Elite Plot v Travel Called Out
Elite Plot v Travel Called Out
Is Covid being used as an excuse to stop cheap travel?
That was th headline on an article in the major UK right-of-centre newspaper, The Daily Telegraph, on 6th August. The sub-head warned that "From red list chaos to expensive tests and complicated rules, these new restrictions are unlikely to end when the pandemic does" and the article itself then dished the dirt on the elite's exploitation of covid as a weapon in their carbon war against millions of normal people.
Author Ross Clark lookes at the history of mass travel in recent decades, before pointing out the contempt the elite feel for ordinary holiday makers:
"Over time two tiers of fliers emerged: the ones who “travel”, and then everyone else, who “go on holiday”. The former look down on the latter, sneering at the way they buy flight and accommodation as a unit, rather than – the ultimate virtue signalling – booking one’s own flight and calling that charming hotel your best pal told you about, in the sort of exotic destination that requires at least three vaccinations – and this pre-Covid. While no one seems to begrudge this kind of thoughtful traveller – casually offsetting their CO2 via an app, cheerful Costa-mongers are another matter. And have been for quite a while."
Then he moves on to the core of the issue: "Covid may now have become an excuse for doing what some of our elitist leaders have perhaps dreamed of for years: putting an end to the cheap package holiday."
"Already, powerful government advisers have mass travel in their sights as they ponder how Britain can meet the government’s legally binding target of reducing carbon emissions to net zero by 2050. For them, Covid restrictions have been a dry run for how our lifestyles might be curtailed in future for the good of the planet.
Yes, that would mean turning the clock back to the era when travel was so complicated and expensive that only the most dedicated and economically blessed among us would consider getting away. And as the numbers of putative passengers to Spain, say, fell, then there would be fewer flights, and those would be offered at higher prices. Throw in testing that costs as much as the holiday itself and suddenly, the sort of ordinary Brit who has come to depend on their annual dose of vitamin D wouldn’t be able to afford it anyway."
Then he moves on to back this 'conspiracy theory' up with hard facts:
"Among those who see Covid as a dry run for restricting our freedom to travel is Dr Susan Michie, member of the Sage committee and director of the Centre for Behaviour Change at UCL.
"In a Channel 5 News interview in June, she said: 'We need to think about the way we plan our cities, our transport, our lifestyles – instead of going back to huge long commutes, we have more local hubs where people don’t have to travel so much – good not only for health but for the environment – the environmental crisis is the next one down the road.'
"In other words, now we have conditioned the public to expect lockdowns and other restrictions, let’s use them to cut carbon emissions.
"Sir David King, the former chief Scientific Adviser who set up the shadow “independent Sage” committee and the similar Climate Change Advisory Group, is another who might not want to let the opportunity slip.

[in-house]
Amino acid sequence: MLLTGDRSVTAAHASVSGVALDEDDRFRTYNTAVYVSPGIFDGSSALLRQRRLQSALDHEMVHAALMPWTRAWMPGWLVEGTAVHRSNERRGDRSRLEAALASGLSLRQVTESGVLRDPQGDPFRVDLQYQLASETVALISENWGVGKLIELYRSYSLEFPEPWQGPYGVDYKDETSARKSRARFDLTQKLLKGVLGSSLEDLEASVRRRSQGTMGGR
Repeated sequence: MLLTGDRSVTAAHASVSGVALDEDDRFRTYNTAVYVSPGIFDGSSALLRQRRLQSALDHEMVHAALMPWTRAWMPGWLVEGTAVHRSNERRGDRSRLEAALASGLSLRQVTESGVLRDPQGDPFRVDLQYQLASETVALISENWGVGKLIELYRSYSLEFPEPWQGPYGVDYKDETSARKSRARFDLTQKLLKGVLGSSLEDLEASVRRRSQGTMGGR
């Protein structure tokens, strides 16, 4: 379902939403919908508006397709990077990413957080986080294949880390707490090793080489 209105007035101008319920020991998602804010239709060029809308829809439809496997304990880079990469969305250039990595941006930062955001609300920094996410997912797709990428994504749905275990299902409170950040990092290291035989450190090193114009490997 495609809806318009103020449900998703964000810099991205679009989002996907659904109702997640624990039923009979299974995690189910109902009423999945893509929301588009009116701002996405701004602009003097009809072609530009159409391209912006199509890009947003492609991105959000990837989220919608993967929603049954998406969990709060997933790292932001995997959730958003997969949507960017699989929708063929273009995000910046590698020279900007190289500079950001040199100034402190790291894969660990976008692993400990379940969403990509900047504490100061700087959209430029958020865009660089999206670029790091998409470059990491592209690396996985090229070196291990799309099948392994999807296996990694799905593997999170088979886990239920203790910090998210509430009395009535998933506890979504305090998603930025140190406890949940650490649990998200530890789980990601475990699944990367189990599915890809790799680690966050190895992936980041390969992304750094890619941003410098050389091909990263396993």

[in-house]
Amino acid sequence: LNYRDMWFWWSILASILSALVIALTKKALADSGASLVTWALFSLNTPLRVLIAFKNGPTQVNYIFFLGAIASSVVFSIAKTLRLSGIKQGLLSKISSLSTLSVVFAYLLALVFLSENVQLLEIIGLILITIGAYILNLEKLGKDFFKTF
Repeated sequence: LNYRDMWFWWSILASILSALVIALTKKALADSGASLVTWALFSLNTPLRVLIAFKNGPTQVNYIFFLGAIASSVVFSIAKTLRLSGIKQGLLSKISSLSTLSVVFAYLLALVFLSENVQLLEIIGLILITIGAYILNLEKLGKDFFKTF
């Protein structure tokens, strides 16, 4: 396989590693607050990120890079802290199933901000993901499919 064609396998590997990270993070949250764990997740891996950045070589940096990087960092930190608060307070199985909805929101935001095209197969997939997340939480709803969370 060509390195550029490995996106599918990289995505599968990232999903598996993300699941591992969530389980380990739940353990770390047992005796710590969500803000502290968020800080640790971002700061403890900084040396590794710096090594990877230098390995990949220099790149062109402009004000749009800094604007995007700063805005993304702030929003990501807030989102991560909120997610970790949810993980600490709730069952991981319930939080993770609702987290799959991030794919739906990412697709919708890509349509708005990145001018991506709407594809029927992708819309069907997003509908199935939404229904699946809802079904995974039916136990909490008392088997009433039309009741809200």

"Last September, he wrote in The Washington Post: 'The pandemic ought to make fighting climate change easier, serving as a model for responding to the climate crisis. While it did so at a huge cost to the economy, it has proved that large swaths of the population could change their behaviour and lower the trajectory of emissions — not over decades but in a matter of weeks'."
"The culture war over travel has begun," warns Clark. "Government ministers from Johnson and Sunak down are already modelling the responsible, patriotic and green style of holiday: a sodden staycation in wellies and a coat. It’s one that would suit the World Economic Forum (WEF), which carries on its website a piece by Arthur Wyns, former climate adviser to the World Health Organisation, saying: “The global health crisis we find ourselves in has forced us to dramatically change our behaviour in order to protect ourselves and those around us, to a degree most of us have never experienced before. This temporary shift of gears could lead to a long-term shift in old behaviours and assumptions, which could lead to a public drive for collective action and effective risk management.”
He ends his powerful and important piece by considering the grotesque double standards of the elite: "Can we take that as a promise that the WEF will no longer be inviting the great and good to fly to Davos in their private jets? I fear not. You can be sure the wealthy will carry on travelling, while lecturing the rest of us on climate change. I don’t doubt that, given half a chance, the PM will be jetting off to some borrowed villa in the Caribbean once again.
"Covid will be used to justify interference in the lifestyles of ordinary people – by a global elite which, to judge from the fact that G7, COP26 and other beanfeasts are carrying on regardless, are immune to changing behaviour. Life is returning to normal for those important people, who get swept through empty airports without being imprisoned for 10 days at the Holiday Inn. But for the rest of us, the byzantine rules on travel and the cost of complying with them are a foretaste of what is to come."
Well said, that man!
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